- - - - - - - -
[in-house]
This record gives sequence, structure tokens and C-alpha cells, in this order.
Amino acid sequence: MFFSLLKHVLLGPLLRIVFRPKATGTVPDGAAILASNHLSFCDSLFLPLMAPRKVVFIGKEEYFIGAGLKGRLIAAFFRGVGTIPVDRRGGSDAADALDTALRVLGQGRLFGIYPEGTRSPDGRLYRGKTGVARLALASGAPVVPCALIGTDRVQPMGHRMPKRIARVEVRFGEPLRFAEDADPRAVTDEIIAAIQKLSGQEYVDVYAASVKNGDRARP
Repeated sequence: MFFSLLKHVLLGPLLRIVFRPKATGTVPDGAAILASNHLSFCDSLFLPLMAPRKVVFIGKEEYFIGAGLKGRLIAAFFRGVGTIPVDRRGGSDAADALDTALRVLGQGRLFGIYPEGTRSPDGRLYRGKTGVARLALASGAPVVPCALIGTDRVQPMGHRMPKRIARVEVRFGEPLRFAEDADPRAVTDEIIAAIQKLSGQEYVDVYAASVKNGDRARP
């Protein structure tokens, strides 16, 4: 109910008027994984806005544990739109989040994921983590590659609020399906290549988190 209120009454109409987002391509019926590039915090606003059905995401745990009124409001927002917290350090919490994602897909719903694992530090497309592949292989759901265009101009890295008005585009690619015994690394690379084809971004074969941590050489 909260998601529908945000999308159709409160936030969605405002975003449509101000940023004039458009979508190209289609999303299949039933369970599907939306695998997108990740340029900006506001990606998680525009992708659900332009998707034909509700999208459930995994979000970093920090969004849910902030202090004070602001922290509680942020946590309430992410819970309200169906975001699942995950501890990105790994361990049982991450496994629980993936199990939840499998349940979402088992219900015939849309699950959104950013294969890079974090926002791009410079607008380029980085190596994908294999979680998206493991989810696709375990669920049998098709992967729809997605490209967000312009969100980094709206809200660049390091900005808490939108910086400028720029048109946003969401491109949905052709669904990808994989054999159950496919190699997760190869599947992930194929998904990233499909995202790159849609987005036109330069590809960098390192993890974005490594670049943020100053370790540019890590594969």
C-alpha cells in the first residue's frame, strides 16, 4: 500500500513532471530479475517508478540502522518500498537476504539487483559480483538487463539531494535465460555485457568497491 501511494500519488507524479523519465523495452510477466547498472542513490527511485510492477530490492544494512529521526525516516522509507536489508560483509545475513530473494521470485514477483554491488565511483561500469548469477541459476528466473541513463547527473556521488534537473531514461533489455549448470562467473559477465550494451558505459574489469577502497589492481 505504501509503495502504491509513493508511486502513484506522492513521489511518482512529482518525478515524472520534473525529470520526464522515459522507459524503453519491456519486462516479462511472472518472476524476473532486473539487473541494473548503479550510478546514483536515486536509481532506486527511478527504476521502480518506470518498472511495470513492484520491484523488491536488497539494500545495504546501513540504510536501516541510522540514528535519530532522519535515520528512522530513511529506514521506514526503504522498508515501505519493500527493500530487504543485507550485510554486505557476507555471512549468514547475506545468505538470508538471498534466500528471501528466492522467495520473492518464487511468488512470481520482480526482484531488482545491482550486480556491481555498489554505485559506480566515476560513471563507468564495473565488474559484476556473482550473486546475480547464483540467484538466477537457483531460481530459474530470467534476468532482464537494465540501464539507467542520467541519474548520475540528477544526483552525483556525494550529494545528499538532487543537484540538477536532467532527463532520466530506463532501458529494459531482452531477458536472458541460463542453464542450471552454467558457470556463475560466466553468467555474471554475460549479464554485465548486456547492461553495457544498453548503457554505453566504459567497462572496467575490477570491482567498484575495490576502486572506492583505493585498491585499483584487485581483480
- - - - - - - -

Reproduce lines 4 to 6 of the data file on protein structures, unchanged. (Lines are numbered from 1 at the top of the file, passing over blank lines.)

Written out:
Repeated sequence: MFFSLLKHVLLGPLLRIVFRPKATGTVPDGAAILASNHLSFCDSLFLPLMAPRKVVFIGKEEYFIGAGLKGRLIAAFFRGVGTIPVDRRGGSDAADALDTALRVLGQGRLFGIYPEGTRSPDGRLYRGKTGVARLALASGAPVVPCALIGTDRVQPMGHRMPKRIARVEVRFGEPLRFAEDADPRAVTDEIIAAIQKLSGQEYVDVYAASVKNGDRARP
């Protein structure tokens, strides 16, 4: 109910008027994984806005544990739109989040994921983590590659609020399906290549988190 209120009454109409987002391509019926590039915090606003059905995401745990009124409001927002917290350090919490994602897909719903694992530090497309592949292989759901265009101009890295008005585009690619015994690394690379084809971004074969941590050489 909260998601529908945000999308159709409160936030969605405002975003449509101000940023004039458009979508190209289609999303299949039933369970599907939306695998997108990740340029900006506001990606998680525009992708659900332009998707034909509700999208459930995994979000970093920090969004849910902030202090004070602001922290509680942020946590309430992410819970309200169906975001699942995950501890990105790994361990049982991450496994629980993936199990939840499998349940979402088992219900015939849309699950959104950013294969890079974090926002791009410079607008380029980085190596994908294999979680998206493991989810696709375990669920049998098709992967729809997605490209967000312009969100980094709206809200660049390091900005808490939108910086400028720029048109946003969401491109949905052709669904990808994989054999159950496919190699997760190869599947992930194929998904990233499909995202790159849609987005036109330069590809960098390192993890974005490594670049943020100053370790540019890590594969």
C-alpha cells in the first residue's frame, strides 16, 4: 500500500513532471530479475517508478540502522518500498537476504539487483559480483538487463539531494535465460555485457568497491 501511494500519488507524479523519465523495452510477466547498472542513490527511485510492477530490492544494512529521526525516516522509507536489508560483509545475513530473494521470485514477483554491488565511483561500469548469477541459476528466473541513463547527473556521488534537473531514461533489455549448470562467473559477465550494451558505459574489469577502497589492481 505504501509503495502504491509513493508511486502513484506522492513521489511518482512529482518525478515524472520534473525529470520526464522515459522507459524503453519491456519486462516479462511472472518472476524476473532486473539487473541494473548503479550510478546514483536515486536509481532506486527511478527504476521502480518506470518498472511495470513492484520491484523488491536488497539494500545495504546501513540504510536501516541510522540514528535519530532522519535515520528512522530513511529506514521506514526503504522498508515501505519493500527493500530487504543485507550485510554486505557476507555471512549468514547475506545468505538470508538471498534466500528471501528466492522467495520473492518464487511468488512470481520482480526482484531488482545491482550486480556491481555498489554505485559506480566515476560513471563507468564495473565488474559484476556473482550473486546475480547464483540467484538466477537457483531460481530459474530470467534476468532482464537494465540501464539507467542520467541519474548520475540528477544526483552525483556525494550529494545528499538532487543537484540538477536532467532527463532520466530506463532501458529494459531482452531477458536472458541460463542453464542450471552454467558457470556463475560466466553468467555474471554475460549479464554485465548486456547492461553495457544498453548503457554505453566504459567497462572496467575490477570491482567498484575495490576502486572506492583505493585498491585499483584487485581483480